At that moment, Apocalyptica’s heavy cellos vibrated out of my speakers, and Madman’s head twisted towards me. I momentarily froze before deciding to back away. He started barking again, and the sound of claws scratching the fence got my heart beating faster. Madman loved this heavy metal cello music that I’d been listening to for years. From the looks of it, he remembered.

Grabbing the hose off the ground, I dropped it again when I heard the fence panels shaking. Turning around, I laughed at seeing Madman climb through one of the loose boards and charge me at top speed.

“Hey, buddy!” I knelt down and caught the little dog in my arms as he squirmed with excitement. His panting breath warmed my face, and the slobber was pretty gross. But he was happy to see me, and I smiled with relief. He hadn’t forgotten me.

I stopped dead at the sound of Jared’s voice. “Well, if it isn’t the party pooper disturbing the whole neighborhood with her noise.”

My temper flared. He had no problem with my music, just me.

I looked up and met Jared’s sardonic stare. He tried to look annoyed with his cocked eyebrow, but I knew he wouldn’t engage me unless he got off on it. He hung over the top of the fence, his body perched on something giving him height.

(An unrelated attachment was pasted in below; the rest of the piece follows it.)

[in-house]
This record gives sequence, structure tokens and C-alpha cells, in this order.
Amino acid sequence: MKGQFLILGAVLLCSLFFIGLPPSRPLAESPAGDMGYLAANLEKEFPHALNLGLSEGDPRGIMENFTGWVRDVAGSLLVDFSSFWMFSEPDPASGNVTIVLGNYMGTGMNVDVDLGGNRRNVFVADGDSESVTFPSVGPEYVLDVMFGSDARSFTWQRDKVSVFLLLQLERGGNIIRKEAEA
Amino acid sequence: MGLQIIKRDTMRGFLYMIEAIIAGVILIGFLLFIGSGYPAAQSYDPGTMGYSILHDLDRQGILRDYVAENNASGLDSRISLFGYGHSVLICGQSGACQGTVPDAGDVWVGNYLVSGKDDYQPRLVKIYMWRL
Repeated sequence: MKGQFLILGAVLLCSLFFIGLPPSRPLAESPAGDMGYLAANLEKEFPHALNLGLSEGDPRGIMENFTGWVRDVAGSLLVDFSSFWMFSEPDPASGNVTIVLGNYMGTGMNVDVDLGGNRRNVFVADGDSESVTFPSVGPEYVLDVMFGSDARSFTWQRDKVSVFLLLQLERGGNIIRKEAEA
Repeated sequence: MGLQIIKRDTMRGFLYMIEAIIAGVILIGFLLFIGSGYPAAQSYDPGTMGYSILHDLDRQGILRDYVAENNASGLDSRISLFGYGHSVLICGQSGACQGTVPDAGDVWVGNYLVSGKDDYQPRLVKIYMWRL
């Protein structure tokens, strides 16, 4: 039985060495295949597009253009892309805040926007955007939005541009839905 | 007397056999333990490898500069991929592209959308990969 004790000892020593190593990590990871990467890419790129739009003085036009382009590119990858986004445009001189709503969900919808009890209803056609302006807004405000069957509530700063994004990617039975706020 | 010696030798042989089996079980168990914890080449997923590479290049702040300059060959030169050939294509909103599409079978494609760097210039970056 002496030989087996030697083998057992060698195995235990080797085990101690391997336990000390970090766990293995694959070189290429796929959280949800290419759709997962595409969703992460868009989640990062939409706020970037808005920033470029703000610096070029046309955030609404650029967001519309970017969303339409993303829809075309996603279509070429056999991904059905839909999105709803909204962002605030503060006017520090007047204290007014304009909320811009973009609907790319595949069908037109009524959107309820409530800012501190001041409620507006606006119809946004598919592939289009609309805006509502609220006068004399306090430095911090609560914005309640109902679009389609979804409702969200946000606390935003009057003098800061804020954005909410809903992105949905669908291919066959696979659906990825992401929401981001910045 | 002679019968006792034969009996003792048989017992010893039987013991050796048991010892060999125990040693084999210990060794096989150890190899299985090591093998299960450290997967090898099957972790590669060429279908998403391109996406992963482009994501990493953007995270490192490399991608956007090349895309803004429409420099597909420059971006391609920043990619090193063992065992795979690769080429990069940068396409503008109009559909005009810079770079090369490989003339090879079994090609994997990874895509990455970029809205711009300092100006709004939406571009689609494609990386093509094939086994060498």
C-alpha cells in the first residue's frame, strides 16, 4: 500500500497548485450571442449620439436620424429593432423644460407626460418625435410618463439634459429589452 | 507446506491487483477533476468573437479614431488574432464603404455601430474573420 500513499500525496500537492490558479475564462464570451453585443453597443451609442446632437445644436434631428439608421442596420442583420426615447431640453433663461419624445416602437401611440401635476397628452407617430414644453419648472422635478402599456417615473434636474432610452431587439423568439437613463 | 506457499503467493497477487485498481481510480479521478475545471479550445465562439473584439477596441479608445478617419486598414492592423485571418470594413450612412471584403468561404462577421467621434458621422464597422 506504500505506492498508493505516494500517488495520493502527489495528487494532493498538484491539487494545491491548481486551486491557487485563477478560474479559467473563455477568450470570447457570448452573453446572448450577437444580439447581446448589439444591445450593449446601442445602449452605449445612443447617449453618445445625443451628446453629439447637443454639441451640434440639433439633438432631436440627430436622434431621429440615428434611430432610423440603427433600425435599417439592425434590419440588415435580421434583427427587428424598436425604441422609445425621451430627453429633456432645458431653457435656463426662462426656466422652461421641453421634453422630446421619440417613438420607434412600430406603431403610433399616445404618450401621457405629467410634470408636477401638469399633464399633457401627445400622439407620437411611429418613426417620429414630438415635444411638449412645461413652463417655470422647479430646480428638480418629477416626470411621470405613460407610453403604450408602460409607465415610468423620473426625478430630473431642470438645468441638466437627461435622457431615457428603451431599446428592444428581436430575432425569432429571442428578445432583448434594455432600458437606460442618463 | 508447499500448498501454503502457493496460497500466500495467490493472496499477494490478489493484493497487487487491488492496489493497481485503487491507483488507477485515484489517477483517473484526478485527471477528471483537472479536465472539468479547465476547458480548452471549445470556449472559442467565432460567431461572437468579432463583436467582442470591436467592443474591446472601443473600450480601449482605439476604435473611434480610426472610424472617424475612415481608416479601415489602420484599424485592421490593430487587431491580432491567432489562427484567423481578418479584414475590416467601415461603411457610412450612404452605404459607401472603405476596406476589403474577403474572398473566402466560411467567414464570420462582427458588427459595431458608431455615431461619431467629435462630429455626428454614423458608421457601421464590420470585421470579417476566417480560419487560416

Son of a bitch. Why did it always take me a second or two to remember why I hated him?

His shiny brown hair was a mess.

I loved that.

His chocolate eyes glowed with confidence and mischief.

I loved that.

His toned arms and chest just made me wonder what his skin felt like.

I loved that.

He made me forget how awful he was.

I hated that.

Blinking, I refocused my attention on Madman and petted his black and white fur in long, soothing strokes. “Shelburne Fall’s noise ordinance doesn’t go into effect until 10 p.m.,” I clarified and looked at my invisible watch. “See? Plenty of time.”